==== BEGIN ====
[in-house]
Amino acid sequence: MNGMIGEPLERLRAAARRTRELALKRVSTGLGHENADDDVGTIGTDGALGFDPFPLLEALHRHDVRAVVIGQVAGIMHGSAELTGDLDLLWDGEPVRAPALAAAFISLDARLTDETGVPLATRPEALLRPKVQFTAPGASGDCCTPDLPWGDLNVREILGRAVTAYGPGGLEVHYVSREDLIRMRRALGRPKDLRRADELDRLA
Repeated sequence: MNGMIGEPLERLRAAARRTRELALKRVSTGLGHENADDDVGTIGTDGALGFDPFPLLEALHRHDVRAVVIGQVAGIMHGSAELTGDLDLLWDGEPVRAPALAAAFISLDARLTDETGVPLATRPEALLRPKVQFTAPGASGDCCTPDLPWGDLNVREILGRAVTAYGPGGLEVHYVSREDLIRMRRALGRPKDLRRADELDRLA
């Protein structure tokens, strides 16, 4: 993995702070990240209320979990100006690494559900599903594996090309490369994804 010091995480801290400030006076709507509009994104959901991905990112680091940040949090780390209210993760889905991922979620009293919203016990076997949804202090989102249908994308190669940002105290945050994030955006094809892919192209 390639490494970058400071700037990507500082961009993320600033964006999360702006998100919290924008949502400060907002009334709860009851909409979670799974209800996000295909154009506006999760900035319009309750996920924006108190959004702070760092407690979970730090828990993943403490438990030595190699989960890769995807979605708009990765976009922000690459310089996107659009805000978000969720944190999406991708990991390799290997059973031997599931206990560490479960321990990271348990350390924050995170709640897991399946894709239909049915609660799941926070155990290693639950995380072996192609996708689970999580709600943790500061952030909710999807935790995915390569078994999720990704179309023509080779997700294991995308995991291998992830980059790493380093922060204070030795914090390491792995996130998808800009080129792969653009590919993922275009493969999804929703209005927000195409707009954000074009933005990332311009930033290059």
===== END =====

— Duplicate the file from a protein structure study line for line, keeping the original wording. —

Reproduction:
[in-house]
Amino acid sequence: MNGMIGEPLERLRAAARRTRELALKRVSTGLGHENADDDVGTIGTDGALGFDPFPLLEALHRHDVRAVVIGQVAGIMHGSAELTGDLDLLWDGEPVRAPALAAAFISLDARLTDETGVPLATRPEALLRPKVQFTAPGASGDCCTPDLPWGDLNVREILGRAVTAYGPGGLEVHYVSREDLIRMRRALGRPKDLRRADELDRLA
Repeated sequence: MNGMIGEPLERLRAAARRTRELALKRVSTGLGHENADDDVGTIGTDGALGFDPFPLLEALHRHDVRAVVIGQVAGIMHGSAELTGDLDLLWDGEPVRAPALAAAFISLDARLTDETGVPLATRPEALLRPKVQFTAPGASGDCCTPDLPWGDLNVREILGRAVTAYGPGGLEVHYVSREDLIRMRRALGRPKDLRRADELDRLA
């Protein structure tokens, strides 16, 4: 993995702070990240209320979990100006690494559900599903594996090309490369994804 010091995480801290400030006076709507509009994104959901991905990112680091940040949090780390209210993760889905991922979620009293919203016990076997949804202090989102249908994308190669940002105290945050994030955006094809892919192209 390639490494970058400071700037990507500082961009993320600033964006999360702006998100919290924008949502400060907002009334709860009851909409979670799974209800996000295909154009506006999760900035319009309750996920924006108190959004702070760092407690979970730090828990993943403490438990030595190699989960890769995807979605708009990765976009922000690459310089996107659009805000978000969720944190999406991708990991390799290997059973031997599931206990560490479960321990990271348990350390924050995170709640897991399946894709239909049915609660799941926070155990290693639950995380072996192609996708689970999580709600943790500061952030909710999807935790995915390569078994999720990704179309023509080779997700294991995308995991291998992830980059790493380093922060204070030795914090390491792995996130998808800009080129792969653009590919993922275009493969999804929703209005927000195409707009954000074009933005990332311009930033290059």